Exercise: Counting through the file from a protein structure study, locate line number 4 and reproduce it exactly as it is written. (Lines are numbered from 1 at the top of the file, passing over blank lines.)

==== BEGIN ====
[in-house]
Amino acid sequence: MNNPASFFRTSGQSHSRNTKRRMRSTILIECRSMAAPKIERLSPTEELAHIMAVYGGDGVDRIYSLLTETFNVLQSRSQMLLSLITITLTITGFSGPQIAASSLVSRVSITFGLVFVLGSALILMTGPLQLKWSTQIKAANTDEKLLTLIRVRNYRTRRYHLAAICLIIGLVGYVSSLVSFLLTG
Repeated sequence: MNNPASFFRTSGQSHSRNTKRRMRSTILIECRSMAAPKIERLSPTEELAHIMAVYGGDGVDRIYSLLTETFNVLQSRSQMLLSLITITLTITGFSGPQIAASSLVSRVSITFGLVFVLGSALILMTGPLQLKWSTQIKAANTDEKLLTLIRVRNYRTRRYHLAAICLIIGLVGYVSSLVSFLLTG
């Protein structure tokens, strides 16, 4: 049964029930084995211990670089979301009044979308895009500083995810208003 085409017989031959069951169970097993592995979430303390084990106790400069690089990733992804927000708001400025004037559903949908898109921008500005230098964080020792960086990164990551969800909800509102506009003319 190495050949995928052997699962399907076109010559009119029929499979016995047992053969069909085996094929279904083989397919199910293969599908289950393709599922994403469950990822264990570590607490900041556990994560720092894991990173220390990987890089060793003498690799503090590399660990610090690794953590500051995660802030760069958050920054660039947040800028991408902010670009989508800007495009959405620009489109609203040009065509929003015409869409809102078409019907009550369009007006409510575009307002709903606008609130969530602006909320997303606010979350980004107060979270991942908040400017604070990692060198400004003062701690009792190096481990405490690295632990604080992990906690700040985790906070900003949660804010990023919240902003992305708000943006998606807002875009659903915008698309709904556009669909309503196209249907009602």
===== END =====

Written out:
């Protein structure tokens, strides 16, 4: 049964029930084995211990670089979301009044979308895009500083995810208003 085409017989031959069951169970097993592995979430303390084990106790400069690089990733992804927000708001400025004037559903949908898109921008500005230098964080020792960086990164990551969800909800509102506009003319 190495050949995928052997699962399907076109010559009119029929499979016995047992053969069909085996094929279904083989397919199910293969599908289950393709599922994403469950990822264990570590607490900041556990994560720092894991990173220390990987890089060793003498690799503090590399660990610090690794953590500051995660802030760069958050920054660039947040800028991408902010670009989508800007495009959405620009489109609203040009065509929003015409869409809102078409019907009550369009007006409510575009307002709903606008609130969530602006909320997303606010979350980004107060979270991942908040400017604070990692060198400004003062701690009792190096481990405490690295632990604080992990906690700040985790906070900003949660804010990023919240902003992305708000943006998606807002875009659903915008698309709904556009669909309503196209249907009602």